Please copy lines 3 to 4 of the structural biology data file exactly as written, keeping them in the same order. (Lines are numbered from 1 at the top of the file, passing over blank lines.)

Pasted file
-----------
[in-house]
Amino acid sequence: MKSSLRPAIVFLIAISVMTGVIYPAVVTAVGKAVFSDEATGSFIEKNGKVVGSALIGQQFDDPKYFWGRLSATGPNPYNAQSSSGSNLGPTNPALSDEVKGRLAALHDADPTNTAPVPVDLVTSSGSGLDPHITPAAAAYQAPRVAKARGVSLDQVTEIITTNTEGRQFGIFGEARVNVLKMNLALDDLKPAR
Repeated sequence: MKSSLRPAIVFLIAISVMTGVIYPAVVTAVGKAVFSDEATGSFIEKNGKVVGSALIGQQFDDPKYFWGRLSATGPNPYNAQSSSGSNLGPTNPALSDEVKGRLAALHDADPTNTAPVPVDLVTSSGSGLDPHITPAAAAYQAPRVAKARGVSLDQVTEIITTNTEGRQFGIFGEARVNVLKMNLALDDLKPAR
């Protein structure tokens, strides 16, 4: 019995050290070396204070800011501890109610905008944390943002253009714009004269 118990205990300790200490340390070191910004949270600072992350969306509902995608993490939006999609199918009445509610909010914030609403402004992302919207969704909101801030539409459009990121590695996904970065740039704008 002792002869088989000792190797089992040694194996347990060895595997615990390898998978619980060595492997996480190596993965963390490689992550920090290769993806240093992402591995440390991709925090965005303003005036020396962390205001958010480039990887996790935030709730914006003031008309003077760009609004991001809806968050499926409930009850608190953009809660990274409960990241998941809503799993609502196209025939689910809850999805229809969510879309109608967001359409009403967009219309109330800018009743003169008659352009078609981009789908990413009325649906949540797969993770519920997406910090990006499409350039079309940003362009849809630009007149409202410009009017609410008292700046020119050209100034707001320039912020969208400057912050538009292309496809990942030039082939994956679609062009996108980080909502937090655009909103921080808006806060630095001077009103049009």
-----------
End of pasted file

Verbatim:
Repeated sequence: MKSSLRPAIVFLIAISVMTGVIYPAVVTAVGKAVFSDEATGSFIEKNGKVVGSALIGQQFDDPKYFWGRLSATGPNPYNAQSSSGSNLGPTNPALSDEVKGRLAALHDADPTNTAPVPVDLVTSSGSGLDPHITPAAAAYQAPRVAKARGVSLDQVTEIITTNTEGRQFGIFGEARVNVLKMNLALDDLKPAR
């Protein structure tokens, strides 16, 4: 019995050290070396204070800011501890109610905008944390943002253009714009004269 118990205990300790200490340390070191910004949270600072992350969306509902995608993490939006999609199918009445509610909010914030609403402004992302919207969704909101801030539409459009990121590695996904970065740039704008 002792002869088989000792190797089992040694194996347990060895595997615990390898998978619980060595492997996480190596993965963390490689992550920090290769993806240093992402591995440390991709925090965005303003005036020396962390205001958010480039990887996790935030709730914006003031008309003077760009609004991001809806968050499926409930009850608190953009809660990274409960990241998941809503799993609502196209025939689910809850999805229809969510879309109608967001359409009403967009219309109330800018009743003169008659352009078609981009789908990413009325649906949540797969993770519920997406910090990006499409350039079309940003362009849809630009007149409202410009009017609410008292700046020119050209100034707001320039912020969208400057912050538009292309496809990942030039082939994956679609062009996108980080909502937090655009909103921080808006806060630095001077009103049009």